Sherlock is target of 2nd investigation
The ethics commission waited for completion of the state audit before launching its own probe.
By BOB JACKSON
VINDICATOR COURTHOUSE REPORTER
YOUNGSTOWN -- With one state investigation just completed, the travel habits of Mahoning County Commissioner Vicki Allen Sherlock are once again under a state agency's microscope.
The Ohio Ethics Commission is looking into allegations that Sherlock abused a county credit card on trips she took last year to Marietta, Cincinnati and Philadelphia.
The state auditor's office just completed a six-month check into the matter and issued its report Wednesday. The only finding for recovery was for $242 Sherlock had charged to the county during the Cincinnati trip. She had repaid that money while the audit was going on.
Prosecutor Paul Gains referred the matter to both the auditor's office and the ethics commission at the same time, in November 2001.
David Freel, executive director of the ethics commission, said he deliberately waited until after the audit was finished to begin his department's probe.
About the probe
The ethics panel will incorporate the audit report into its investigation, eliminating the duplication of efforts by two state agencies.
"We knew the auditor's office was conducting a thorough investigation into the financial aspect of this issue," Freel said.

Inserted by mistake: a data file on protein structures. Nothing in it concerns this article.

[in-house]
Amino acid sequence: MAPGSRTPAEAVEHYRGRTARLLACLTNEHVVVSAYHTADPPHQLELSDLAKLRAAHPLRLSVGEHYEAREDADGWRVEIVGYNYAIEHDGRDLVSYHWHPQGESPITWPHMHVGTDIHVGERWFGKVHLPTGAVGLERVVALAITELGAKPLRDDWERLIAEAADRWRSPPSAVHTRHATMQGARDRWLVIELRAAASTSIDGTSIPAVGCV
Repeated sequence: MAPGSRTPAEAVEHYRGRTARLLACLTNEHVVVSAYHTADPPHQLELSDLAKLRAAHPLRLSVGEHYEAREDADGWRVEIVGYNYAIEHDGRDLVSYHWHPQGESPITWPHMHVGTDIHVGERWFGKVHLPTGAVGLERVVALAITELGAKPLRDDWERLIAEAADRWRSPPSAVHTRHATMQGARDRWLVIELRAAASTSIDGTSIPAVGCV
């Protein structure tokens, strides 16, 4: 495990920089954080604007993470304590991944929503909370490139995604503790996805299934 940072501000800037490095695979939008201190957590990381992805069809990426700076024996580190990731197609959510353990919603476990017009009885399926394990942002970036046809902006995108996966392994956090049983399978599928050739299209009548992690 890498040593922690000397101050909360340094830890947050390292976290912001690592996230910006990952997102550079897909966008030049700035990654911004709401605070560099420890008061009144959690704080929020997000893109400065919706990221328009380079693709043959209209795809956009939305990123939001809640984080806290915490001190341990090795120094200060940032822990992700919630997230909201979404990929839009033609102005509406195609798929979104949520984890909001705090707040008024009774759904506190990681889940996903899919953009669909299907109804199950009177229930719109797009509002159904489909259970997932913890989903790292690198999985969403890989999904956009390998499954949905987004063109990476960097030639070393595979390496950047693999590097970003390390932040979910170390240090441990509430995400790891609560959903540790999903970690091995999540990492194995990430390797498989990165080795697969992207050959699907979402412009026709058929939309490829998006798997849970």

He was not sure how long the ethics probe will take, but said it will "certainly be at the top of our docket."
If an ethical violation is found, the offender could be charged criminally, Freel said. In most cases, ethics violations are first-degree misdemeanors.
Any potential violation would be referred to the prosecutor's office for criminal action. Gains said if that happens, he would most likely seek appointment of a visiting prosecutor.
At least two local political groups -- the Accountability Tax Force and the Democrats of the 17th District -- have publicly called for the credit card issue to be presented to a special grand jury, but Gains doesn't expect that to happen.
"I don't see any reason at this stage to bring witnesses before a grand jury," he said. "To me, the audit report seemed more like an indictment of the [county's credit card] policies, not of any individuals."
Change in record
The groups specifically want an investigation into why the word "Cincinnati" was typed onto a journal entry authorizing Sherlock's travel to Marietta. The word was apparently added, without commissioners' knowledge, after the Marietta trip was approved.
The auditor's report noted that investigators could not determine who changed the record, and suggested that commissioners look further into the matter.
"This altering of documents raises serious questions about the possibility of collusion to cover up theft in office by Commissioner Sherlock," ATF president Debbie Taylor said in a written statement.
Commissioner Ed Reese said he had not yet read the audit report in depth so was not sure what action commissioners will take.
Gains said the information he sent to the auditor and ethics commission last year included documents that had been submitted to him by the Democrats of the 17th District, which has roundly criticized Sherlock and commissioners for their handling of the matter.
That was to "ensure a complete, unbiased review" by both agencies, he said.